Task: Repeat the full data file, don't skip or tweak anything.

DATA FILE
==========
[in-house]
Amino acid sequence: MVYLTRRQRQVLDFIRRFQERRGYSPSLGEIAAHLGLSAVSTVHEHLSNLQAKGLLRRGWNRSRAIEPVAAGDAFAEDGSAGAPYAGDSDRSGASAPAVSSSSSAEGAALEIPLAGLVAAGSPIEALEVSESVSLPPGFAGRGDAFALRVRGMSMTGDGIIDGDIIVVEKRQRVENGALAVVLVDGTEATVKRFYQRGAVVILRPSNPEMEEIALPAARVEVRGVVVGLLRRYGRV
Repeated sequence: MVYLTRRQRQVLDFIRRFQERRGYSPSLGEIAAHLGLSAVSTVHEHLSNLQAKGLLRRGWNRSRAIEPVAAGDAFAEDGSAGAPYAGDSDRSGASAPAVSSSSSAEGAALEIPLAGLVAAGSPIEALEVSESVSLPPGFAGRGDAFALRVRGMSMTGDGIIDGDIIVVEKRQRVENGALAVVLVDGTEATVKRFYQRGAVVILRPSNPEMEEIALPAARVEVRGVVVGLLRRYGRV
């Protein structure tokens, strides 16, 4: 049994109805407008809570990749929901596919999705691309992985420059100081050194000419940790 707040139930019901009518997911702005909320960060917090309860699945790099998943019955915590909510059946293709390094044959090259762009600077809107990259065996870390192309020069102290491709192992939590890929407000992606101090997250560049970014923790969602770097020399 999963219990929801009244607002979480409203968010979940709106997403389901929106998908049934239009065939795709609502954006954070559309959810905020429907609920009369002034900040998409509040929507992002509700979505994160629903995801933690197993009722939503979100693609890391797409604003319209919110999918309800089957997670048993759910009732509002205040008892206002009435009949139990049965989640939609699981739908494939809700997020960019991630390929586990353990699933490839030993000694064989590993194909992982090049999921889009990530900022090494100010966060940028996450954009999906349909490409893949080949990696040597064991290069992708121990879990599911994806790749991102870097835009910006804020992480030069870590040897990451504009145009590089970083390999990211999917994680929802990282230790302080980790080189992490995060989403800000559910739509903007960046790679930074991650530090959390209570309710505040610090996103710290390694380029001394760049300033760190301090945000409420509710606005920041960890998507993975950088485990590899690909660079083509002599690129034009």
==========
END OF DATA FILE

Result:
[in-house]
Amino acid sequence: MVYLTRRQRQVLDFIRRFQERRGYSPSLGEIAAHLGLSAVSTVHEHLSNLQAKGLLRRGWNRSRAIEPVAAGDAFAEDGSAGAPYAGDSDRSGASAPAVSSSSSAEGAALEIPLAGLVAAGSPIEALEVSESVSLPPGFAGRGDAFALRVRGMSMTGDGIIDGDIIVVEKRQRVENGALAVVLVDGTEATVKRFYQRGAVVILRPSNPEMEEIALPAARVEVRGVVVGLLRRYGRV
Repeated sequence: MVYLTRRQRQVLDFIRRFQERRGYSPSLGEIAAHLGLSAVSTVHEHLSNLQAKGLLRRGWNRSRAIEPVAAGDAFAEDGSAGAPYAGDSDRSGASAPAVSSSSSAEGAALEIPLAGLVAAGSPIEALEVSESVSLPPGFAGRGDAFALRVRGMSMTGDGIIDGDIIVVEKRQRVENGALAVVLVDGTEATVKRFYQRGAVVILRPSNPEMEEIALPAARVEVRGVVVGLLRRYGRV
């Protein structure tokens, strides 16, 4: 049994109805407008809570990749929901596919999705691309992985420059100081050194000419940790 707040139930019901009518997911702005909320960060917090309860699945790099998943019955915590909510059946293709390094044959090259762009600077809107990259065996870390192309020069102290491709192992939590890929407000992606101090997250560049970014923790969602770097020399 999963219990929801009244607002979480409203968010979940709106997403389901929106998908049934239009065939795709609502954006954070559309959810905020429907609920009369002034900040998409509040929507992002509700979505994160629903995801933690197993009722939503979100693609890391797409604003319209919110999918309800089957997670048993759910009732509002205040008892206002009435009949139990049965989640939609699981739908494939809700997020960019991630390929586990353990699933490839030993000694064989590993194909992982090049999921889009990530900022090494100010966060940028996450954009999906349909490409893949080949990696040597064991290069992708121990879990599911994806790749991102870097835009910006804020992480030069870590040897990451504009145009590089970083390999990211999917994680929802990282230790302080980790080189992490995060989403800000559910739509903007960046790679930074991650530090959390209570309710505040610090996103710290390694380029001394760049300033760190301090945000409420509710606005920041960890998507993975950088485990590899690909660079083509002599690129034009």